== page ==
Gravitational Waves Detected from 1.3 Billion Light Years Away (and the Earth is Still Round)

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After months of waiting, scientists have confirmed that all the rumors really are true: Kanye has released a new album. Also, humanity has directly detected gravitational waves from two enormous black holes smashing into one another a billion of years ago.

If you’re not sure why you should care, let me give you a painfully brief and overly simplistic overview: almost exactly 100 years ago, Einstein predicted that two objects moving around will cause “ripples” in the fabric of spacetime, like when you try to slow dance with a friend on a trampoline. The larger the objects, the bigger the ripples. But it’s such a tiny, tiny effect — imagine two ants slow-dancing on a trampoline — that for us to be able to detect it here on Earth, we need to have very, very massive objects.

Lucky for us, black holes exist. Or at least we were pretty sure they did. And when two black holes start slow-dancing, they cause ripples big enough for us to see, even though they’re 1.3 billion light years away from us.

That is exactly what happened, and scientists were able to spot it thanks to recently upgrading LIGO, the Laser Interferometer Gravity-Wave Observatory. LIGO is actually two detectors thousands of miles apart, each composed of two 2.5-mile long tunnels in the shape of an “L”. The gravitational waves were big enough to change the length of the tunnels, which is how the waves could be “seen.”

Since we’re talking about changes in the actual fabric of space, you can’t just use a tape measure to see the change, since the tape measure itself would also grow and shrink along with the tunnel. The only thing that doesn’t change is the speed of light, so scientists shoot lasers down the tunnels and measure how long it takes the lasers to reach the end. That’s how they were able to see spacetime wobbling around.

So in one fell swoop, these researchers found brand new direct evidence of black holes, merging black holes, and gravitational waves. It’s really, really amazing.

Even more amazing is that by studying the frequency and amplitude of the waves, they were able to determine the size of each black hole, the resulting size of the merged black hole, and how far away it is.

This is why it’s a bit frustrating when a significant number of people claim that the Earth is flat, or that the Universe is only 6,000 years old. Our scientific knowledge is so far beyond that that it’s embarrassing. I’m embarrassed for them. Look at what you’re missing! Not only is the universe older than 6,000 years, but you can HEAR THE SOUND OF TWO BLACK HOLES COLLIDING 1.3 BILLION YEARS AGO. On YouTube. I’ll even put the link right here on the screen so you can just click it. It’s literally never been easier to discover how weird and wonderful the universe is. Take advantage.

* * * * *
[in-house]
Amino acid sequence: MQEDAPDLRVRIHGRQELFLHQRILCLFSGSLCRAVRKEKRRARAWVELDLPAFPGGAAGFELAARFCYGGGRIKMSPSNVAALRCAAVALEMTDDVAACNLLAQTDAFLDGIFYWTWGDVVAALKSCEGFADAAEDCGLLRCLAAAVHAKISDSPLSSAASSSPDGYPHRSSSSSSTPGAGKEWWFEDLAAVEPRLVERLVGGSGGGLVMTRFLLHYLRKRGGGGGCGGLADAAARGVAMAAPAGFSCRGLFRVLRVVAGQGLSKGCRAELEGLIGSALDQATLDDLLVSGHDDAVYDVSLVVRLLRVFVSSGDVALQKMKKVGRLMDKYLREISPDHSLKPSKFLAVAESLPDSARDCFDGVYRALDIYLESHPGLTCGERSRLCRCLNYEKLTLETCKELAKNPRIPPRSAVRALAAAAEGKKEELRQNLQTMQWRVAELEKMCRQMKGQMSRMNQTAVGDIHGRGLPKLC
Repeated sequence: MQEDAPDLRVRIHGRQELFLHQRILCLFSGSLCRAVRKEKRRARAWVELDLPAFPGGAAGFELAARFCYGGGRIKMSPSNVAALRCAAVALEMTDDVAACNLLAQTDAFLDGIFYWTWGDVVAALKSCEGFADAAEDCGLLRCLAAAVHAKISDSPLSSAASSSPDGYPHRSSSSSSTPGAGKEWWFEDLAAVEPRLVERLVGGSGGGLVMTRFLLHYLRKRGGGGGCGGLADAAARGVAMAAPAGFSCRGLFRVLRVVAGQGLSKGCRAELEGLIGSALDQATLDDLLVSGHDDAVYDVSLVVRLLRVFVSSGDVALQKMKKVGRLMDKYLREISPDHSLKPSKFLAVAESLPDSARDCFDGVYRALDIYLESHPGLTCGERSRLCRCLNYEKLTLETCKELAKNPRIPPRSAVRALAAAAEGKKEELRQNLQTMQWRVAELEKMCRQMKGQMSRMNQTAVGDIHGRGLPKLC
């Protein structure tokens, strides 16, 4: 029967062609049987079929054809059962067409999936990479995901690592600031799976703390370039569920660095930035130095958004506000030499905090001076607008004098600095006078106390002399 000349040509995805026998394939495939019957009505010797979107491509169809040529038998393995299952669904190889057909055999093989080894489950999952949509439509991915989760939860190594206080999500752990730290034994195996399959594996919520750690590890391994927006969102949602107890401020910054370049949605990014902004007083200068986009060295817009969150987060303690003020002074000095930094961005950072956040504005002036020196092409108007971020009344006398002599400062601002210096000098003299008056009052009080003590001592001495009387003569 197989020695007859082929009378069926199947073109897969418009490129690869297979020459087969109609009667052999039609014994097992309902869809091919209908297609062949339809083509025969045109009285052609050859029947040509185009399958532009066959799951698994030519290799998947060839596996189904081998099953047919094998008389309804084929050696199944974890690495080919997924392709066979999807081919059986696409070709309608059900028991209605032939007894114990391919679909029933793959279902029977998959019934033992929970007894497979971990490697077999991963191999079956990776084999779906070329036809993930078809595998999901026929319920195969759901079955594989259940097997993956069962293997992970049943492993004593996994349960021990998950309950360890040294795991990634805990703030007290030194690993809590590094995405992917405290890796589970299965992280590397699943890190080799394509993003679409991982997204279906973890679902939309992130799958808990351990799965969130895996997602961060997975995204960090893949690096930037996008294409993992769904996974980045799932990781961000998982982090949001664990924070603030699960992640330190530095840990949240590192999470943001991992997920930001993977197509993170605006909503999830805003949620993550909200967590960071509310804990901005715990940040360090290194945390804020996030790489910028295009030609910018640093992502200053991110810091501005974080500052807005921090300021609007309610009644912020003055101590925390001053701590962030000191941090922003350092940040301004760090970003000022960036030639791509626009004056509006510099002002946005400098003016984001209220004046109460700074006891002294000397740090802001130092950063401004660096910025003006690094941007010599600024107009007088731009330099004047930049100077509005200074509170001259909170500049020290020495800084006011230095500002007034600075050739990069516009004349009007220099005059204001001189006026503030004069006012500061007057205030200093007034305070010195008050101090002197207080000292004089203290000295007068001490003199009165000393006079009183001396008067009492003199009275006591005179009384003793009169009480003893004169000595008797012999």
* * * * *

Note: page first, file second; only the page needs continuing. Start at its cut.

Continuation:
For more reading up on what all this means and where we go from here, I’ll put a load of good links over on Patreon. Enjoy!

Rebecca Watson

Rebecca is a writer, speaker, YouTube personality, and unrepentant science nerd. In addition to founding and continuing to run Skepchick, she hosts Quiz-o-Tron, a monthly science-themed quiz show and podcast that pits comedians against nerds. There is an asteroid named in her honor. Twitter @rebeccawatson Mastodon Instagram @actuallyrebeccawatson TikTok @actuallyrebeccawatson YouTube @rebeccawatson BlueSky

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  1. At this point, it would have been far more surprising and interesting if we couldn’t find gravitational waves

    1. If we didn’t see anything at all, we wouldn’t know if there was a problem with the instrument design, or too much noise, or we had forgotten to account for something, or the instruments just weren’t sensitive enough or if gravitational waves didn’t exist. Only the last of these would be surprising and interesting, but we couldn’t tell if it was true from lack of data.

      The case you describe would be if LIGO did unambiguously see something but it couldn’t be made to match General Relativity. Then we would require new physics to explain the observations.

      But what they did see matches GR superbly, and jibes incredibly well with other physics, such as a completely independent confirmation of black holes, and a very important constraint on quantum gravity theories, namely that the rest mass of the graviton (I think Kip Thorne said less than 10^-55 grams) is consistent with zero.

      1. Buzz Parsec

        True, if we just didn’t find anything thing, it could have been something wrong with the instruments.

        However, what I meant was if we couldn’t find them when we should have been able to. We usually end up making interesting discoveries in science, when we don’t find what we expect. Like you pointed out, if we found something that couldn’t be made to fit general reality, someone new would have to come a long and discover new physics to explain it.

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